Daihatsu made only 100 units of the “Fellow Buggy”, which was a recreational vehicle that appealed to youth and a rebellious spirit.
Since the mid-1960s, dune buggies have appeared one after another, led by the Meyer’s Manx, which was based on the VW Beetle.
One of the automakers that responded to the trends of the time was the Japanese company Daihatsu. At the 15th Tokyo Motor Show in 1968, the company exhibited a prototype called the Fellow Buggy. It became a hot topic at the shows, was actually released in 1970 with a limited production of 100 units.
The Fellow Buggy was based on the Fellow – the Daihatsu’s first light passenger car, which debuted in 1966. The basic layout was a conventional 3-box FR model with a solid design typical for Daihatsu.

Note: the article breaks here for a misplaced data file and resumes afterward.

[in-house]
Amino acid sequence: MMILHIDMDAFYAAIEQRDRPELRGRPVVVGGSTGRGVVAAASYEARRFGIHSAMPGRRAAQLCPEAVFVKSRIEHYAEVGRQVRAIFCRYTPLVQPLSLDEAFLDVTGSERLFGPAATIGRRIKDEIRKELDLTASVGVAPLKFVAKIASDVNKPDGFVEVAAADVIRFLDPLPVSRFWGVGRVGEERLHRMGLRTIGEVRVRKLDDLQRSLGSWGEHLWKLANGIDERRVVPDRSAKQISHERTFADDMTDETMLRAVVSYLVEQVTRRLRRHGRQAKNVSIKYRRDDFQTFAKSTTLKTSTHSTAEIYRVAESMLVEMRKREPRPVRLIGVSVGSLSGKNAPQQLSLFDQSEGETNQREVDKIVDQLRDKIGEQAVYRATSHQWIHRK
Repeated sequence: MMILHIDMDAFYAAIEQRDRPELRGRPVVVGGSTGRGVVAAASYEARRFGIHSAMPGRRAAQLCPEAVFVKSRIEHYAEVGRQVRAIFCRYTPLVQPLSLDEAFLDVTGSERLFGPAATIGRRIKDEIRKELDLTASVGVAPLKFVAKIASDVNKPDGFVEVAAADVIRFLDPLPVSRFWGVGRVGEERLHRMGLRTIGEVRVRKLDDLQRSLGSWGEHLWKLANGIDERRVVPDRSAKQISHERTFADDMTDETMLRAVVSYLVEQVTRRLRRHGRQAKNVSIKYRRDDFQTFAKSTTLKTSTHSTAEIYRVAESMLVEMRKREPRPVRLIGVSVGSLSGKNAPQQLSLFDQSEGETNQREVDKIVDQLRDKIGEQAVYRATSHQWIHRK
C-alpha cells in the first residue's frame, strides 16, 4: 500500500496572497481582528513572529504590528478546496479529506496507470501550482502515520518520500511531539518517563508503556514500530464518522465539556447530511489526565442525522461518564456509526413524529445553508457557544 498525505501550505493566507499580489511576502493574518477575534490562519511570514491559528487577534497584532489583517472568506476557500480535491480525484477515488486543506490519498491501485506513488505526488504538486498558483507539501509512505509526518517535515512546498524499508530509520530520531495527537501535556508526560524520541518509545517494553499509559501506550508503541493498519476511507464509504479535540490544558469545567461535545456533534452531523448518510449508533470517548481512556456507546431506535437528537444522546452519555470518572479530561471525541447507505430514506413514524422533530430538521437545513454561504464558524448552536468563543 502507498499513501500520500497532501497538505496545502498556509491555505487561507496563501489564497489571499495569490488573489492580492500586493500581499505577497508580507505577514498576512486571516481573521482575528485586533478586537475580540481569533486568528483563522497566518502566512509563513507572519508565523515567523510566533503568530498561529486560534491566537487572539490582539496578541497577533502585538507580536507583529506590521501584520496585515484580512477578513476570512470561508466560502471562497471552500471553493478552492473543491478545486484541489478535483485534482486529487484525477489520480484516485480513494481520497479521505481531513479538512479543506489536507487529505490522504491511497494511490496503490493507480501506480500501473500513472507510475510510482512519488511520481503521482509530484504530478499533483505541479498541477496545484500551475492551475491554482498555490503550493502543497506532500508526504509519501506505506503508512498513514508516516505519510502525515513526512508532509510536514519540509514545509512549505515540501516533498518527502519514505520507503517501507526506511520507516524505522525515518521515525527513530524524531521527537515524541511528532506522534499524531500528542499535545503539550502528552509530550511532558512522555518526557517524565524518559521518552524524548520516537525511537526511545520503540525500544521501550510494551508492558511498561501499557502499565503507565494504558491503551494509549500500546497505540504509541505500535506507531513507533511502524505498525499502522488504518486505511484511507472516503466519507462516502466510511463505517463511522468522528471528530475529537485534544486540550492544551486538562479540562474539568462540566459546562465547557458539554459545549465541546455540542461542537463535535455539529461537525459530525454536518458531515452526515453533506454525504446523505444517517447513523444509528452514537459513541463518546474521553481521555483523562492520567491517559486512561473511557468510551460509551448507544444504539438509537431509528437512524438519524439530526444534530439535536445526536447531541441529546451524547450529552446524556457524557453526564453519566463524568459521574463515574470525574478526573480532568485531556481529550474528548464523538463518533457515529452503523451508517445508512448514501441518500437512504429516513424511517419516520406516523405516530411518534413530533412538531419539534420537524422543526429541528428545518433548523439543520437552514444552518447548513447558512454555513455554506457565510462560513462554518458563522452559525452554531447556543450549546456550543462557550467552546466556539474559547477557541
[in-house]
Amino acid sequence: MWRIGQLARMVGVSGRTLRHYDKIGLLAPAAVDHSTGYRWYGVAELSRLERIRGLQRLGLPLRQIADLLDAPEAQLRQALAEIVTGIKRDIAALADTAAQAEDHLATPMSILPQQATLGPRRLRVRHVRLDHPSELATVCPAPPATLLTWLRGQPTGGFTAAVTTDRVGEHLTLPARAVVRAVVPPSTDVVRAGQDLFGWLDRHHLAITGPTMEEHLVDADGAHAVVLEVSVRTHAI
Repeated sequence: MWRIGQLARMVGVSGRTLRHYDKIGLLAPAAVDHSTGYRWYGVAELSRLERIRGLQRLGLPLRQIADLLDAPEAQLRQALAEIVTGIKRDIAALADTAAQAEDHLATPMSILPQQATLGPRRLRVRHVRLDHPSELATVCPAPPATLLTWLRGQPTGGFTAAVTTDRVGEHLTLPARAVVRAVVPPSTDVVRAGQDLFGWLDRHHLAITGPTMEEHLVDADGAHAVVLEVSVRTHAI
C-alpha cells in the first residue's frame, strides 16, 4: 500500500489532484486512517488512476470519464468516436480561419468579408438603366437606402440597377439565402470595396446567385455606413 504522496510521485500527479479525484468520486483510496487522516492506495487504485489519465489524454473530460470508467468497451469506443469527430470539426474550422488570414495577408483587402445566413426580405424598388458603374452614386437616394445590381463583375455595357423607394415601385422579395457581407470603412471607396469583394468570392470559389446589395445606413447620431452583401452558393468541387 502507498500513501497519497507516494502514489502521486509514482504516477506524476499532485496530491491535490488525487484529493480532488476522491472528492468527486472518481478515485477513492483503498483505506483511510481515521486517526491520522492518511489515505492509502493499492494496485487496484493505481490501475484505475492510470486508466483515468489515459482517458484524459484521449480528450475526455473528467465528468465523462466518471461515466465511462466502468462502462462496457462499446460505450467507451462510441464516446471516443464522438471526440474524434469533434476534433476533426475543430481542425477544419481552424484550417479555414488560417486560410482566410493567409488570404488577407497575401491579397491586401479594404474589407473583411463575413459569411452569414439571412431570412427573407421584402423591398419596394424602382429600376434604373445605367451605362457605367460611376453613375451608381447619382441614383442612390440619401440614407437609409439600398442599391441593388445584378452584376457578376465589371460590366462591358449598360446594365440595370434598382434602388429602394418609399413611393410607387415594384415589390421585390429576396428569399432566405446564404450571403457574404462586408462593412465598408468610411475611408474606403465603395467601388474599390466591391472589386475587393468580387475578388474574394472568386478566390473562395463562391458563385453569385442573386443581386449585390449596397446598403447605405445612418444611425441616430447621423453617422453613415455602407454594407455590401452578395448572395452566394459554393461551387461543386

The Fellow lineup also includes the sedan-based Fellow van and pickup, and this Fellow buggy is a derivative of that model, positioned as a light pickup. Although it was called a buggy, it was registered as a commercial vehicle with a maximum payload of 150 kg.
The Fellow Buggy had an open top and weighed 440kg, which is more than 50kg lighter than the base model, but since it was originally a light vehicle with a 360cc FR (26 PS or 19 kW) and 10-inch tires, it still lacked serious off-road mobility. Top speed was 95 km/h (59 mph).
While highly prized by collectors today, the Buggy only sold about 100 examples and was only available for a single model year.